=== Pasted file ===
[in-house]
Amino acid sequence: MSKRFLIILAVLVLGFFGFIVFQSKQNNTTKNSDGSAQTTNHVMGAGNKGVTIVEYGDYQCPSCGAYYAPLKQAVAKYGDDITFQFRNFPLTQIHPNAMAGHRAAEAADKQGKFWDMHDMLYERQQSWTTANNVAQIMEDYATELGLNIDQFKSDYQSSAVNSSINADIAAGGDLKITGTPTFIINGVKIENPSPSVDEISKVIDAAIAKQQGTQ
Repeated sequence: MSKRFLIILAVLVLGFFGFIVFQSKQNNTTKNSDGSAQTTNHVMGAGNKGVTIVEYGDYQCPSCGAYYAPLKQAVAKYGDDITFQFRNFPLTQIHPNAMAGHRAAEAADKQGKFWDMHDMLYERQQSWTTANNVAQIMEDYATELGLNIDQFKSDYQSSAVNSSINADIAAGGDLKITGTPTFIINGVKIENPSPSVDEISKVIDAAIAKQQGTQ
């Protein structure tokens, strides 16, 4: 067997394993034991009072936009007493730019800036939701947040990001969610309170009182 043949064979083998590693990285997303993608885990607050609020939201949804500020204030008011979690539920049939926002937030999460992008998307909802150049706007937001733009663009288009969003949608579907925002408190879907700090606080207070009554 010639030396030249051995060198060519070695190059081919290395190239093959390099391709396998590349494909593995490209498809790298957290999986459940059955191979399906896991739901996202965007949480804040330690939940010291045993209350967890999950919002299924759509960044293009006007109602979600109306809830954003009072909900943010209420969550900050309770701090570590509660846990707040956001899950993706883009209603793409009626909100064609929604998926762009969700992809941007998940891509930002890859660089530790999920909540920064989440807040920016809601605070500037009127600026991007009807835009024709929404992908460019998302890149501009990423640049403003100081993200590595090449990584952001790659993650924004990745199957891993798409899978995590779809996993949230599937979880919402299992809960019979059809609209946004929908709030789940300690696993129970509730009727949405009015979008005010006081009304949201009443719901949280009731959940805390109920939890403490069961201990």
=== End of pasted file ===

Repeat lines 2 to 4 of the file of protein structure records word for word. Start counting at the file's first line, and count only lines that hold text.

Amino acid sequence: MSKRFLIILAVLVLGFFGFIVFQSKQNNTTKNSDGSAQTTNHVMGAGNKGVTIVEYGDYQCPSCGAYYAPLKQAVAKYGDDITFQFRNFPLTQIHPNAMAGHRAAEAADKQGKFWDMHDMLYERQQSWTTANNVAQIMEDYATELGLNIDQFKSDYQSSAVNSSINADIAAGGDLKITGTPTFIINGVKIENPSPSVDEISKVIDAAIAKQQGTQ
Repeated sequence: MSKRFLIILAVLVLGFFGFIVFQSKQNNTTKNSDGSAQTTNHVMGAGNKGVTIVEYGDYQCPSCGAYYAPLKQAVAKYGDDITFQFRNFPLTQIHPNAMAGHRAAEAADKQGKFWDMHDMLYERQQSWTTANNVAQIMEDYATELGLNIDQFKSDYQSSAVNSSINADIAAGGDLKITGTPTFIINGVKIENPSPSVDEISKVIDAAIAKQQGTQ
């Protein structure tokens, strides 16, 4: 067997394993034991009072936009007493730019800036939701947040990001969610309170009182 043949064979083998590693990285997303993608885990607050609020939201949804500020204030008011979690539920049939926002937030999460992008998307909802150049706007937001733009663009288009969003949608579907925002408190879907700090606080207070009554 010639030396030249051995060198060519070695190059081919290395190239093959390099391709396998590349494909593995490209498809790298957290999986459940059955191979399906896991739901996202965007949480804040330690939940010291045993209350967890999950919002299924759509960044293009006007109602979600109306809830954003009072909900943010209420969550900050309770701090570590509660846990707040956001899950993706883009209603793409009626909100064609929604998926762009969700992809941007998940891509930002890859660089530790999920909540920064989440807040920016809601605070500037009127600026991007009807835009024709929404992908460019998302890149501009990423640049403003100081993200590595090449990584952001790659993650924004990745199957891993798409899978995590779809996993949230599937979880919402299992809960019979059809609209946004929908709030789940300690696993129970509730009727949405009015979008005010006081009304949201009443719901949280009731959940805390109920939890403490069961201990």